‘A Long Time Coming’ – Beaver Safari on the River Tay
‘A Long Time Coming’ – Beaver Safari on the River Tay

‘A Long Time Coming’ – Beaver Safari on the River Tay

Episode 55: ‘A Long Time Coming’ – Beaver Safari on the River Tay

Let’s go on a Beaver Safari on the River Tay to learn about their reintroduction on Scottish river systems and a wildlife encounter at dusk.

‘A Long Time Coming’ takes you on a journey along the River Tay, from its source to the sea. We hop inside a canoe to follow the footsteps (or paw strokes?) of beavers who live on this river system – and learn about their troubled past.

We talk about beaver reintroduction programmes in Britain, learn interesting facts about beavers and head out to hopefully meet them on the river banks.

This experience is hosted by Perthshire Wildlife and Beyond Adventure, and throughout the episode, you’ll hear from our beaver expert guide, Pete.

At the end of the episode, I share with you my top tips for a trip to the River Tay and Aberfeldy.


Read the book Bringing Back the Beaver by Derek Gow – find it in my recommended Nature Writing list on bookshop.org

Want to see beavers yourself? Read my guide to where to find beavers in Scotland.

Read more from the Scottish Wildlife Trust on beavers

Find out about Scotland’s official government policy on Scottish beavers

Check out The Beaver Trust – a UK-wide conservation and advocacy group for beavers

Report: The benefits beavers may bring to Scottish rivers, streams and water resources

Article: Why beavers are good for the environment

Watch this video about beavers by Save Our Wild Isles, a documentary presented by Sir David Attenborough

You might also enjoy this Wild for Scotland episode about outdoor swimming in Loch Tay (Season 3 Episode 7)

Disclaimer: All information provided in this podcast is based on personal travel experiences. Companies mentioned in the story or tips were active at the time of release. If you listen to episodes at a later point, note that this information may have changed in the meantime.

5 Travel Tips for a Trip to the River Tay and Aberfeldy

1) Book a Beaver Canoe Safari

While it is possible to see beavers on the Tay on your own – especially if you know where to look – there’s really nothing that beats a guided experience with a wildlife expert. It means you don’t just see the beavers, but you also learn more about them.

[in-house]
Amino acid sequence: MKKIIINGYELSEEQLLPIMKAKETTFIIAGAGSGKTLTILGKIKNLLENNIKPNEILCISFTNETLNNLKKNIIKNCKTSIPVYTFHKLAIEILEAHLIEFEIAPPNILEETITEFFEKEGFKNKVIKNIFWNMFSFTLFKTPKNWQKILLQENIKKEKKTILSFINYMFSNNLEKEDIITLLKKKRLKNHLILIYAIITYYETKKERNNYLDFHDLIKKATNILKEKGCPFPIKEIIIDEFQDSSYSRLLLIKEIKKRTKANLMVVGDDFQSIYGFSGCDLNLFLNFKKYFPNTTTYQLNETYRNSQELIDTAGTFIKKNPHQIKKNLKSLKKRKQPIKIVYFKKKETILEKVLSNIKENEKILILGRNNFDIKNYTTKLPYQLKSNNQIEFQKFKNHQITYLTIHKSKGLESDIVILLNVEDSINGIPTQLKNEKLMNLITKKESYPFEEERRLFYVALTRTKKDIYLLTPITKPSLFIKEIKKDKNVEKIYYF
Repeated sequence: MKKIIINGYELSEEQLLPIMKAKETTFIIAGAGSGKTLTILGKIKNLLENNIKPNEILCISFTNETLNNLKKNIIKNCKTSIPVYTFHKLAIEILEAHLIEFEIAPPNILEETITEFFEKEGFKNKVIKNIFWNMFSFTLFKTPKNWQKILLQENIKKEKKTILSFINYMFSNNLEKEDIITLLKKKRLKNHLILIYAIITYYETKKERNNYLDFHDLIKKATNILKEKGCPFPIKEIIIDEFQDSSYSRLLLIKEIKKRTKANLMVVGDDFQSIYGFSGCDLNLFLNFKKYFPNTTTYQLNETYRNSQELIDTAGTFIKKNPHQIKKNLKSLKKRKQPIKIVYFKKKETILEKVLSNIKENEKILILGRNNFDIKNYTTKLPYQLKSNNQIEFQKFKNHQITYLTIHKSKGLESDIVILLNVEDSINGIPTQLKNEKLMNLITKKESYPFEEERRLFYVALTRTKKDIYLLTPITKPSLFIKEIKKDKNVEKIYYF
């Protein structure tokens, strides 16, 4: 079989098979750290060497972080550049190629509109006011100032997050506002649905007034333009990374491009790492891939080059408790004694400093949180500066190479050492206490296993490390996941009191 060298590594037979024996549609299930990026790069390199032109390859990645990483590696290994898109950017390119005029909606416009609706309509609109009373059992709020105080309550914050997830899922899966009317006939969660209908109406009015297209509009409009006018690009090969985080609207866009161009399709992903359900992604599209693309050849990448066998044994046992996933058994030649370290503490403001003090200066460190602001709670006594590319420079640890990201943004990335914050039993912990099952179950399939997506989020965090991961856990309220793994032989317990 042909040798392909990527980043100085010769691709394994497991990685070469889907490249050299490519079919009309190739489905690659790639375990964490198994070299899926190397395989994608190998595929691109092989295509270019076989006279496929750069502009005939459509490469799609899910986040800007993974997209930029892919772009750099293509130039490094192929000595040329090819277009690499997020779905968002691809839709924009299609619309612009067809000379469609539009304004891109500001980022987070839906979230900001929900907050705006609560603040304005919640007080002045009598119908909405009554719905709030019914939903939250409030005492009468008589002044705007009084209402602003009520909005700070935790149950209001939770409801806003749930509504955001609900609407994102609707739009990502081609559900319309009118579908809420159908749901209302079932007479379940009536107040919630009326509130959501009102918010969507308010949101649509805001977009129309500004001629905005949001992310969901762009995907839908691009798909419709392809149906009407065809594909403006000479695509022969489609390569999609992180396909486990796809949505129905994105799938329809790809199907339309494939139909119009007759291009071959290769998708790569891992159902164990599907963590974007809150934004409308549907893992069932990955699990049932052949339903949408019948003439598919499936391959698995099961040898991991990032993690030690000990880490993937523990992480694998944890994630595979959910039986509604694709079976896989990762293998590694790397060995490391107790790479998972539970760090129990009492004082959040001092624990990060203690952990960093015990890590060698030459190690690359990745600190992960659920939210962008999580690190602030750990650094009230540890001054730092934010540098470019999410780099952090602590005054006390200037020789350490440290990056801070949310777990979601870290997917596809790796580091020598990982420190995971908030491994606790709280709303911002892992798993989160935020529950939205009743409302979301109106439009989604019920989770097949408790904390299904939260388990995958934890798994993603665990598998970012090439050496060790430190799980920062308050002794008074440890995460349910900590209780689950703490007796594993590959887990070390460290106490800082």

The Beaver Canoe Safari with Perthshire Wildlife and Beyond Adventure is a great opportunity to do this and spend an enjoyable evening on the Tay.

2) Stop by the Watermill Cafe and Bookshop

There is no shortage of cafes in Aberfeldy, but my favourite is the Watermill. There is a fantastic independent bookshop on the top floor and a cafe down below. It’s a great place to stop for a hot drink before heading out in the canoes and I can highly recommend getting a cake for takeaway to enjoy after the experience.

3) Go for a walk at the Birks of Aberfeldy

It’s well worth arriving in Aberfeldy a few hours early and go for a walk at the Birks of Aberfeldy. There is a fine walk up the gorge where the Moness burn forms many waterfalls. Robert Burns wrote about this beautiful place in his song The Birks of Aberfeldy. Following the loop trail takes about 2 hours with plenty of time for to stop and contemplate the beauty of nature at one of the benches.

4) Go in Autumn

Now, this is a bit of a tricky one, because while beaver sightings are also possible throughout the year, chances are definitely slimmer as the days get shorter and the temperatures drop. But, few areas in Scotland are as beautiful in autumn as Perthshire, so it’s worth, pushing your beaver trip back a little bit to also catch the season’s colours in the woods. Or simply plan two trips – one in summer to see the beavers and one in autumn for the trees.

5)  Drive a detour down Glen Lyon

If you’re in Aberfeldy for a few days – and why wouldn’t you want to do that – take your car and drive down Glen Lyon, a long and beautiful glen that stretches west from Fortingall and is enclosed by the Lawers range in the south and the Glen Lyon munros in the north. Visit the Fortingall Yew Tree which is over 5,000 years old, enjoy the scenery down the glen and stop at the Glen Lyon Tearoom near the historic Bridge of Balgie.

My Beaver Canoe Safari in pictures

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  1. Pingback: Where to see Beavers in Scotland - Watch Me See

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